portrayed seated in maharajalilasana on a double-lotus base,
the right hand holding prayer beads, the left hand grasping the
top of an open treasure sack revealing a string of coins and
other precious objects within, wearing a loose robe opening
to reveal the shoulders and full belly, the face detailed with a
joyful expression, an inscription to the back of the base reading
Jiajing sinian??yue?bairi Neiguanjian xinguan Liang Ji zao
(made by o+ cial Liang Ji from the Neigongjian, ?hundred day,
??month, 4th year of Jiajing), wood stand (2)
Height 26¾ in., 68.1 cm
A FINE FAMILLE-ROSE ‘BOYS AT PLAY’
JIAQING SEAL MARK AND PERIOD
the ovoid body supported on a slightly ! ared foot and rising
to a tall waisted neck, brightly enameled around the body
with a continuous scene of nine boys at play, each holding
auspicious objects, in an elegant garden with ornamental rocks
and ! owering plants, all set between ruyi-bands, the belly,
shoulder, and neck enlivened with scrolling lotus, persimmons,
and sanduo against a lime-green ground, the rim gilt, the foot
encircled by a pink-enameled keyfret band, the interior and
base enameled turquoise, the base with a six-character ironred
seal mark within a white cartouche
Height 12¼ in., 31.2 cm
A RARE AND LARGE BLUE AND WHITE
JIAJING MARK AND PERIOD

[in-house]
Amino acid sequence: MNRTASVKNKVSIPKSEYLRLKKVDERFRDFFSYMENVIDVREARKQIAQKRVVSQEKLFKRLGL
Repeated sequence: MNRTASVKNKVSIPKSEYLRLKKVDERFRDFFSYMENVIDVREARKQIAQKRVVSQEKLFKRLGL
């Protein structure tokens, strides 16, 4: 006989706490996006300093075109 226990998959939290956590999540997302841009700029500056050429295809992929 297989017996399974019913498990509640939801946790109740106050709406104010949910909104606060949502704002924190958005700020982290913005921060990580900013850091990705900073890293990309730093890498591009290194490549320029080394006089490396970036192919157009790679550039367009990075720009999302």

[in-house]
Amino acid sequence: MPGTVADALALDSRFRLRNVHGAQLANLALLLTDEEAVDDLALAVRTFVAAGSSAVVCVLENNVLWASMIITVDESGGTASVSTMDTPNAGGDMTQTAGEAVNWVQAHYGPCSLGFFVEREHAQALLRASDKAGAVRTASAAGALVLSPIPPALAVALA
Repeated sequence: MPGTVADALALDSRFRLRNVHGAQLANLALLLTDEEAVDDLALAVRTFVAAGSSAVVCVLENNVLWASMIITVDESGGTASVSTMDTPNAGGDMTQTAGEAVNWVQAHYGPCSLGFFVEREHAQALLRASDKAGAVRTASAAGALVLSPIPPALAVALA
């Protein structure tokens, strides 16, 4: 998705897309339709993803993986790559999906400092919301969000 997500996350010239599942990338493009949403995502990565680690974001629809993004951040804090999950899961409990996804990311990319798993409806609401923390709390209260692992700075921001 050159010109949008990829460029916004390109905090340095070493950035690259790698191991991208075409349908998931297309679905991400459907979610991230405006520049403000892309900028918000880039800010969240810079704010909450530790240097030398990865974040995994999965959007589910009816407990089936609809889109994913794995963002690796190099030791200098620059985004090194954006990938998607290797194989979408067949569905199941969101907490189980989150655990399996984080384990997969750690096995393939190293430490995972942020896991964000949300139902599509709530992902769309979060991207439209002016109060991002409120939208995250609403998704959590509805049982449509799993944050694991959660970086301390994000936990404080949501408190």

with gently rounded sides rising from a slightly tapered foot,
boldly painted to the interior in inky tones of underglaze
blue with two dragons in pursuit of a ‘flaming pearl’ above
crested waves and amidst cloud and # ame scrolls, all
enclosed within ring borders, the underside with a frieze of
nine similar ascending and descending dragons above waves,
the six-character mark inscribed in a horizontal line within a
rectangular cartouche beneath the rim, Japanese wood box (3)
Diameter 17¼ in., 43.8 cm
A RARE AND MAGNIFICENT BLUE AND
YONGZHENG SEAL MARK AND PERIOD
inspired by a metalwork prototype, elegantly potted with a
broad cylindrical body molded with two ribbed % llets between
two registers of molded chrysanthemum petals, rising to a
rounded shoulder and waisted neck with a bulbous mid-section
and ! aring gently to a broad spout, % nely painted in an early
Ming style with simulated ‘heaping and piling’ with detached
foliate panels and sprays encircling the body, the neck with
bands of varying stylized ! orets, the rim with ! oral tassels
suspending from ruyi heads, the base with a six-character seal
mark in underglaze blue
Height 10 in., 25.5cm
Nagel Stuttgart, 12th November 2004, lot 1570.